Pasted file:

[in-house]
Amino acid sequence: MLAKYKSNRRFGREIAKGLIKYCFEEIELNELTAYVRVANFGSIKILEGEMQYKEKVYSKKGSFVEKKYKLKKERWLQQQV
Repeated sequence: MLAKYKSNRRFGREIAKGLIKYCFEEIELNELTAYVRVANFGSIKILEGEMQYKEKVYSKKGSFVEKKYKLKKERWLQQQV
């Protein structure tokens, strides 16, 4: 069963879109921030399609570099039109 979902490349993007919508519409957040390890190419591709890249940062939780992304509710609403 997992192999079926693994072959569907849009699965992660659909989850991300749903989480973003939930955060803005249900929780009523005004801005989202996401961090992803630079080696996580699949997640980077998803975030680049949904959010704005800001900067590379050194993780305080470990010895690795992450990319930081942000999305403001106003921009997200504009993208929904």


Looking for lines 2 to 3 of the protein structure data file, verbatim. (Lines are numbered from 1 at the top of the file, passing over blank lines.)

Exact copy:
Amino acid sequence: MLAKYKSNRRFGREIAKGLIKYCFEEIELNELTAYVRVANFGSIKILEGEMQYKEKVYSKKGSFVEKKYKLKKERWLQQQV
Repeated sequence: MLAKYKSNRRFGREIAKGLIKYCFEEIELNELTAYVRVANFGSIKILEGEMQYKEKVYSKKGSFVEKKYKLKKERWLQQQV